My car is the best place to cry. I’m enclosed. I don’t care if anyone sees me. (Who’s looking anyway?) No one can hear me. I can wail if I want, or be silent and feel the tears spill over my lower eyelid—after that curious moment of fill and welling—feel the hot wetness draw lines on my face. I don’t even brush them away. No, I let them dry.
It’s crazy. It’s a job. And no, I’m not wailing like when people leave me for California—and I’m not being left, not really. This is a natural occurrence. People arrive. People go. It’s a job. A workplace. Not big deal. Good. Good. Good. Change is good.
I’m repeating myself. I do that. I know.
The open house—which is what I chose to call it—of colleagues coming by and having a coffee or a croissant or a sticky bun or a piece of kringle, of Adam sharing his story of the next stop, the new place, the Monday start, of stories recanted, like a sharing the varied versions of a family story at Christmas, couldn’t have been nicer. Relaxed. Little swells of a pair of people there, an addition here. How nice that people called or emailed when they weren’t able to be here. It was play-it-by-ear and it played softly, little effort. Coffee and treats and a couple of chairs. That’s really all you need.
Then the visitors left. It was just us. The clock was moving. There were a couple final tasks to complete. I couldn’t read the note he gave me. How thoughtful Adam wrote notes.
The workplace is a strange place. You spend more time with these people than most do with their spouse. The level of interaction is different, I know. But as I think about my circle of friends—the people I choose to be my everyday family—I realize most I met at “work.”
I put “work” into parentheses because sometimes work is more than work. It’s more than the place you punch a time card or spend your day. I’ve had those kinds of jobs. Sometimes the job I have is that kind of job. But mostly, it’s not. It’s a place I got to to earn, yes, a living. I work so I can pay my mortgage, buy food and service and support and entertain myself. Would I “work” if I didn’t have to? I’m not sure. Those lottery winners that say they’ll still go to the office the next day? I’m suspect of them. Then again, maybe they work in places they likes, do jobs that are important to them. Maybe they work with people they have grown to love and respect. Maybe they work with people they actually like.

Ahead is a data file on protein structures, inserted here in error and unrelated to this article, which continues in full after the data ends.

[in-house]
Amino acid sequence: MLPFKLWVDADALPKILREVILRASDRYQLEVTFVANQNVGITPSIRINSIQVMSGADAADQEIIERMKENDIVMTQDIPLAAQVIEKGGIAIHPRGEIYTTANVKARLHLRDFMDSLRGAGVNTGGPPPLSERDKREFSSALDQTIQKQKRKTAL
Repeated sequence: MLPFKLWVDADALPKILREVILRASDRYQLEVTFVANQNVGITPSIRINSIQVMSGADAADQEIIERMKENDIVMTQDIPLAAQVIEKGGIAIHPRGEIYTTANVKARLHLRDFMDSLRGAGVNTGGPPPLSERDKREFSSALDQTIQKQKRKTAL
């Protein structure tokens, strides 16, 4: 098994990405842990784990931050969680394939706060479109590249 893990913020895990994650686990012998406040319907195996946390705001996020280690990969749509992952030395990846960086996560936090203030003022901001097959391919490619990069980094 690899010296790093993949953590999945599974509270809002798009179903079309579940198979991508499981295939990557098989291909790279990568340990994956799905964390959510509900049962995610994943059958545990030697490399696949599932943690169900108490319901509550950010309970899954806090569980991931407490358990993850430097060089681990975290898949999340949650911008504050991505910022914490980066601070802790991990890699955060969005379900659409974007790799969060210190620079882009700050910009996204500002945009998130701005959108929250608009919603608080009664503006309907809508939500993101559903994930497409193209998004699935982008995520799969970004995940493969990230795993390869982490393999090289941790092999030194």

I like my co-workers. Sure, we all have our quirks. I don’t always get everyone’s jokes, but I get most of them. (I think.) We share stories of family, of what-we-did-this-weekend. I care deeply when a work friend is feeling pressure or uncertainty—is getting married or having a baby—is feeling the loss of a death.
My co-workers have been there for me through highs and lows: grad school and surgery; weddings and illness; Paris. And they were all there in the church for my mother’s funeral. All. There. I’d like to believe I’ve been there for them. (Save for Adam’s wedding—which shared the date with my MFA graduation!)
I’d like to believe we consider each other friends.
It was time. Past time. Adam should have left five minutes ago. That was our arrangement. He went to say good-bye to Eric. And I know Eric welled up. And then Adam came to my door, the door that he often would stand in and crack—loudly!—his back, much to my constant amazement. I started crying the minute I saw him with his orange scarf on. Scarf meant this is it. Scarf meant jacket next. Scarf meant leaving.
We hugged. No words for a minute. For some reason I remember thinking I loved how tall he is. Then we both needed tissues. Bye. Bye.
I had to say go. Go. Go. Go. I’ve been dreading this. And yes, I know. He’s not going to Alaska. I will see him again. We are kindred spirits. We have tickets for Pippin in January for god’s sake! And this is good. New job. Growth. Congratulations! I’m happy for you!
I’m repeating myself. I do that. I know.
I’m not missing a colleague. Well, OK, yes I am. But these tears in the car—they’re not work tears. They’re for missing our morning stories, for missing our Monday morning you-have-to-try-this-restaurant/recipe/taste! They for missing dishing about this one and that, about mothers and brothers and poems and plays and sudden, strange rashes.
These dried salty streaks on my face right now—they’re for knowing tomorrow morning I’ll be missing a friend.